You can substitute daikon with Korean radish in a 1:1 ratio.
At the first glance, a parsnip appears to have more in common with a carrot than a daikon radish.
But that’s only true in appearance. Parsnip is a plant rather complex in flavor. It’s starchy like a potato, yet juicy and sweet like a carrot.
Furthermore, it has a slightly bitter note, just like a turnip.
When compared to daikon radish, parsnip is even richer in micronutrients. It has a very high level of minerals like phosphorus and potassium. It’s also packed with vitamins B5, K, and folate. Swapping daikon radish for parsnips is a great way to add these nutrients to your diet.
Because of their high starch content, cooking with parsnips can thicken your liquid. So when you’re making soups and stews, you can alter the consistency by using less or more of this ingredient.
As for the flavor, both parsnip and daikon radish will give your dish a similar taste. Parsnip can be somewhat milder but sweeter.
Most of the ingredients on this list are either seasonal or mostly sold at Asian supermarkets.
Cabbage hearts, on the other hand, can be bought in any grocery store.
And while they’re not the best substitute for daikon radish, they’ll work well when nothing else is available.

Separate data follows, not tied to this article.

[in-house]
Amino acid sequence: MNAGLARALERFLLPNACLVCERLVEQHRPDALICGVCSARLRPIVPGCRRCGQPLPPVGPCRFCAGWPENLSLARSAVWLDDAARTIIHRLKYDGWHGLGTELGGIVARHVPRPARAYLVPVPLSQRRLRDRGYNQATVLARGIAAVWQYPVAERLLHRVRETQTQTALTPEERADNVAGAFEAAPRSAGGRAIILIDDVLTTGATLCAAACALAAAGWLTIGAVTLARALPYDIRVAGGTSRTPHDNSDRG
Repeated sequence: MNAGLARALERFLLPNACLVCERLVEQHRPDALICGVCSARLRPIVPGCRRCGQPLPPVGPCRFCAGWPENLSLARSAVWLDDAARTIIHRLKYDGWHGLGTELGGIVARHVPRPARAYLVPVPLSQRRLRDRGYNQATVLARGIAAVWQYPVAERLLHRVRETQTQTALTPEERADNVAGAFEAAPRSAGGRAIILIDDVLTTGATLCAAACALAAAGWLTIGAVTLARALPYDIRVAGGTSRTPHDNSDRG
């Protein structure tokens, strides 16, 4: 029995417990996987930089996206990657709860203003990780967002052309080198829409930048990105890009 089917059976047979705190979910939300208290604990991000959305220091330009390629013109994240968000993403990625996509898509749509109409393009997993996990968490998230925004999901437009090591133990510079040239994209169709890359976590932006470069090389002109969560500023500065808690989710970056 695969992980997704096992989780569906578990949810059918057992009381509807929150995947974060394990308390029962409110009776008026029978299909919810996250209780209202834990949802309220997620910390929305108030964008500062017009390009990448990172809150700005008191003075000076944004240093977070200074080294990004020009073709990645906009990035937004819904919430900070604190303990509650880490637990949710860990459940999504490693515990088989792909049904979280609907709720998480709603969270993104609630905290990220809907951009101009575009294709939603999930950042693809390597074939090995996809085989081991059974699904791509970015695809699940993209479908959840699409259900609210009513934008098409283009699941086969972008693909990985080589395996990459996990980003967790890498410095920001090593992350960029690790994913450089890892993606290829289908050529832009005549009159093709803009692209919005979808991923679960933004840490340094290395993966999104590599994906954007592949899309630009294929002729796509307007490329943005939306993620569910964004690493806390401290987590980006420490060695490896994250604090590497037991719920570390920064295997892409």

Cabbage will give you the same crunchy texture, but only if you use the white core. The green part of the leaves is simply too soft to imitate the texture of daikon radish.
One thing to note though – cabbage has about twice as many calories as daikon. When it comes to other nutrition facts, it has a higher protein, carb, and fiber content.
On the other hand, cabbage is also rich in important vitamins, uncluing C, B6, K, and folic acid.
Just like daikon, cabbage is sweet with a tangy note, but it’s a bit blander.
You might need to use a bit more in order to achieve the right flavor for your recipe. As a substitute, this cruciferous vegetable is best used in salads and stir-fry dishes.
The name of this plant is a bit misleading, as it’s not a radish at all.
With that being said, horseradish and daikon radish do look alike. But as soon as you cut or bite into it, you’ll realize that horseradish is a completely different thing.
This plant has a cool defense mechanism.
As you cut it, it releases a pungent smell that’s supposed to keep you away from eating it. But this doesn’t mean it tasted bad – quite the contrary.
Freshly cut horseradish is pungent and spicy, kind of like wasabi. But when exposed to air for a longer time, it becomes bitter instead.
When cooking, horseradish root is used as a seasoning, not a culinary vegetable.
So, it won’t give your dish the same texture daikon radish would. But, it will give your food that slight peppery flavor it needs.
Even if you can’t find daikon radish in your local superstore, that doesn’t mean you should give up on that recipe.
As you can see, this list has quite a versatile option of the ingredients you can use instead.
Some of them, like cabbage hearts, can be bought in pretty much any store. Others, on the other hand, can only be found in Asian supermarkets at a specific time of year.
Which one is your favorite?